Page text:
Significant Economic Reliance on Russia Stunts Armenia’s Integration With West

Publication: Eurasia Daily Monitor Volume: 21 Issue: 3

(Source: Ministry of Foreign Affairs of the Republic of Armenia)

On December 11, during the EU Eastern Partnership ministerial meeting, Armenian Foreign Minister Ararat Mirzoyan welcomed the European Council’s decision to grant candidate status to Georgia and initiate membership talks with Moldova and Ukraine. Mirzoyan emphasized that Yerevan is aligned with the idea of closer integration with Europe, highlighting that the Armenian people, too, have voiced their support for this course (Armenpress, December 12). He also affirmed the Armenian government’s commitment to the “irreversible path of democratization and reforms” and underscored the country’s determination to pursue these objectives with Brussels’ support. Armenia, however, remains heavily reliant on Russia economically. This reality will hurt Yerevan’s ability to reorient its foreign policy in a more westward direction, especially over the short term.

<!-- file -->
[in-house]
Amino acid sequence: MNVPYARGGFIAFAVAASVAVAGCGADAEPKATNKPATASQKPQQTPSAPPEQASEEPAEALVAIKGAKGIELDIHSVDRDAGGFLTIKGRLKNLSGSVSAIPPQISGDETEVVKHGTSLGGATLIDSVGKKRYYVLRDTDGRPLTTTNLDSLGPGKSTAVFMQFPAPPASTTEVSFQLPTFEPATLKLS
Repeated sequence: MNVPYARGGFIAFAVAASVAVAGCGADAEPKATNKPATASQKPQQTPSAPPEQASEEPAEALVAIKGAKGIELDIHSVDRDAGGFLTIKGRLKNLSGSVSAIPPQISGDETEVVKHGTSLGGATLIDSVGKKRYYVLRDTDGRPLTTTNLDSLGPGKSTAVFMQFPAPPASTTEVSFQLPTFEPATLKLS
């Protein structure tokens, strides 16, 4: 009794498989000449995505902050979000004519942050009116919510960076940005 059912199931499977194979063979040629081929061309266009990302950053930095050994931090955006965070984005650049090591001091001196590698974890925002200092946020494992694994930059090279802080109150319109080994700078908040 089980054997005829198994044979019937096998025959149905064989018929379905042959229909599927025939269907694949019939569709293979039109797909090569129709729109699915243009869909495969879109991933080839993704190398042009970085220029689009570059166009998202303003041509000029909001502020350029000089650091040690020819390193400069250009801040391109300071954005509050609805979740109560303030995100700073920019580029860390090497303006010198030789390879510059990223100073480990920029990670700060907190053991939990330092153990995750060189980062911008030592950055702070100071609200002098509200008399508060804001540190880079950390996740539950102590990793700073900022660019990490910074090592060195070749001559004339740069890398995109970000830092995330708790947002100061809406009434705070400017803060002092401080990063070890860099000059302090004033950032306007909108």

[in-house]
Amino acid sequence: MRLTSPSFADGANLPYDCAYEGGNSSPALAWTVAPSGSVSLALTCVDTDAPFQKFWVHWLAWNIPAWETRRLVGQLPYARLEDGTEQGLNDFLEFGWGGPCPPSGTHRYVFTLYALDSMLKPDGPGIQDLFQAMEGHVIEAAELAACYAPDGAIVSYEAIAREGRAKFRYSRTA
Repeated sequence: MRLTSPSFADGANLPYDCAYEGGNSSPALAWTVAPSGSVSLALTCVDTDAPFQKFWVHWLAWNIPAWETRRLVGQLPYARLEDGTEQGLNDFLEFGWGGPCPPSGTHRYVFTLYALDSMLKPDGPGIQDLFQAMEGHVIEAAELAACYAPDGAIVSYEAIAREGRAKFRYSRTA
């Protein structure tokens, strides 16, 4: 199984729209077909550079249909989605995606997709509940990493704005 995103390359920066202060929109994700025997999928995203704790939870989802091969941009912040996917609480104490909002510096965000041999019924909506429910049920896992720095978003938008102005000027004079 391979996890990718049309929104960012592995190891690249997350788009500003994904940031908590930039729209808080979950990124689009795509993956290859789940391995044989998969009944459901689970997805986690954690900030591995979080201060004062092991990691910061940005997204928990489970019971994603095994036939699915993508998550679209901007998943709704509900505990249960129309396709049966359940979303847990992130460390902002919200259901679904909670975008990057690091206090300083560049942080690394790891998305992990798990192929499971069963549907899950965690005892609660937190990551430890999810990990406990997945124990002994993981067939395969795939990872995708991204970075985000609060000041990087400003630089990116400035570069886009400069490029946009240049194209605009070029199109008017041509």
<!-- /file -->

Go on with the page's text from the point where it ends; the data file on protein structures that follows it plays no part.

Both domestic and Western sources have highlighted Armenia’s efforts to align with the West and distance itself from Russian influence (Radio Free Europe/Radio Liberty, September 13; Carnegie Politika, November 27;, December 8). Yet, while Armenia aims to reorient its foreign policy and security relationships, significant concerns due to its close economic ties with Russia limit that transition. For this approach to be successful, Yerevan will have to enhance its economic cooperation with the West and cultivate the capacity to substitute Russian partnerships with Western counterparts in vital economic sectors.